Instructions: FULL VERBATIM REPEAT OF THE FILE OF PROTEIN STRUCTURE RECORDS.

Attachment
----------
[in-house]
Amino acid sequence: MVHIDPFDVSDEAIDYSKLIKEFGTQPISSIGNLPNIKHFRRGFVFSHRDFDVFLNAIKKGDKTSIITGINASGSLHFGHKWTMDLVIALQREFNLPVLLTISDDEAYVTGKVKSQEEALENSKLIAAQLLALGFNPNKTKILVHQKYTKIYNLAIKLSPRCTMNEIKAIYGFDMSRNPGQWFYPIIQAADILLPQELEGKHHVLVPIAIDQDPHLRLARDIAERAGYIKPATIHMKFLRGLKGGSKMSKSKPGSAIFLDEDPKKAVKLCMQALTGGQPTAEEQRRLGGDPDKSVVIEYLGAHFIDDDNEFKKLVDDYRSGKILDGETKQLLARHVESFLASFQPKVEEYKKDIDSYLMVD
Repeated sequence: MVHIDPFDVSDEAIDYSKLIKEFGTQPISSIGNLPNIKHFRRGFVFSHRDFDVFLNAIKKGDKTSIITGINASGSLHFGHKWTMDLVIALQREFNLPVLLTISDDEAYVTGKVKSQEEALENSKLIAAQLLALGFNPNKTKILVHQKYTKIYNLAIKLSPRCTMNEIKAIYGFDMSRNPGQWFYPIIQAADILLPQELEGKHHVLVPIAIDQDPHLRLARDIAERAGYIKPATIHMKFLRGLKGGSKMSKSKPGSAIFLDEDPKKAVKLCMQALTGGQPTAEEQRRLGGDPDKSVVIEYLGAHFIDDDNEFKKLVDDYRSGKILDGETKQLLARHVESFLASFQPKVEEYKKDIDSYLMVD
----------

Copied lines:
[in-house]
Amino acid sequence: MVHIDPFDVSDEAIDYSKLIKEFGTQPISSIGNLPNIKHFRRGFVFSHRDFDVFLNAIKKGDKTSIITGINASGSLHFGHKWTMDLVIALQREFNLPVLLTISDDEAYVTGKVKSQEEALENSKLIAAQLLALGFNPNKTKILVHQKYTKIYNLAIKLSPRCTMNEIKAIYGFDMSRNPGQWFYPIIQAADILLPQELEGKHHVLVPIAIDQDPHLRLARDIAERAGYIKPATIHMKFLRGLKGGSKMSKSKPGSAIFLDEDPKKAVKLCMQALTGGQPTAEEQRRLGGDPDKSVVIEYLGAHFIDDDNEFKKLVDDYRSGKILDGETKQLLARHVESFLASFQPKVEEYKKDIDSYLMVD
Repeated sequence: MVHIDPFDVSDEAIDYSKLIKEFGTQPISSIGNLPNIKHFRRGFVFSHRDFDVFLNAIKKGDKTSIITGINASGSLHFGHKWTMDLVIALQREFNLPVLLTISDDEAYVTGKVKSQEEALENSKLIAAQLLALGFNPNKTKILVHQKYTKIYNLAIKLSPRCTMNEIKAIYGFDMSRNPGQWFYPIIQAADILLPQELEGKHHVLVPIAIDQDPHLRLARDIAERAGYIKPATIHMKFLRGLKGGSKMSKSKPGSAIFLDEDPKKAVKLCMQALTGGQPTAEEQRRLGGDPDKSVVIEYLGAHFIDDDNEFKKLVDDYRSGKILDGETKQLLARHVESFLASFQPKVEEYKKDIDSYLMVD